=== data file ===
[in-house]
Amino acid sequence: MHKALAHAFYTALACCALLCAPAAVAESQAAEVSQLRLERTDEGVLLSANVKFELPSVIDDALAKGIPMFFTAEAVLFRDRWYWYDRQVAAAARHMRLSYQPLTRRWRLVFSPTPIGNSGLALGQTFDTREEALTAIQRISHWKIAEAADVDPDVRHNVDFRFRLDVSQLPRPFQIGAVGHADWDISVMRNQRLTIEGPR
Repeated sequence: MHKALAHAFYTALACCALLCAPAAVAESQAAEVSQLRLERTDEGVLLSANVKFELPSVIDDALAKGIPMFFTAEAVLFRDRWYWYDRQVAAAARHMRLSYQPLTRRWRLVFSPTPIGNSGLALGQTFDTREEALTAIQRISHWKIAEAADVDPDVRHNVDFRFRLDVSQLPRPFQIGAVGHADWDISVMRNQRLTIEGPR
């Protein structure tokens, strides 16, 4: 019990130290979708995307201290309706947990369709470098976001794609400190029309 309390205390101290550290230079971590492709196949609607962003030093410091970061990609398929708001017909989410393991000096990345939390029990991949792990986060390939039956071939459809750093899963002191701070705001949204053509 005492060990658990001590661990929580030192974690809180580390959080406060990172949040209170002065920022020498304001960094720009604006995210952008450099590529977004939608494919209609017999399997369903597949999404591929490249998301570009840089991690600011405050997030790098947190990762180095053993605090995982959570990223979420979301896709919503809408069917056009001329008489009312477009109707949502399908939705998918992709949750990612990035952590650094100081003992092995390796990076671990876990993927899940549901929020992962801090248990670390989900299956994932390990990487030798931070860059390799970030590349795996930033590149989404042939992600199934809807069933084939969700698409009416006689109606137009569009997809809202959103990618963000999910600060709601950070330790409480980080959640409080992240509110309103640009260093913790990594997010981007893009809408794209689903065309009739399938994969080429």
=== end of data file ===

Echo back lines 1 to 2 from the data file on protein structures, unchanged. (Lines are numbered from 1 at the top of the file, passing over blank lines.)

[in-house]
Amino acid sequence: MHKALAHAFYTALACCALLCAPAAVAESQAAEVSQLRLERTDEGVLLSANVKFELPSVIDDALAKGIPMFFTAEAVLFRDRWYWYDRQVAAAARHMRLSYQPLTRRWRLVFSPTPIGNSGLALGQTFDTREEALTAIQRISHWKIAEAADVDPDVRHNVDFRFRLDVSQLPRPFQIGAVGHADWDISVMRNQRLTIEGPR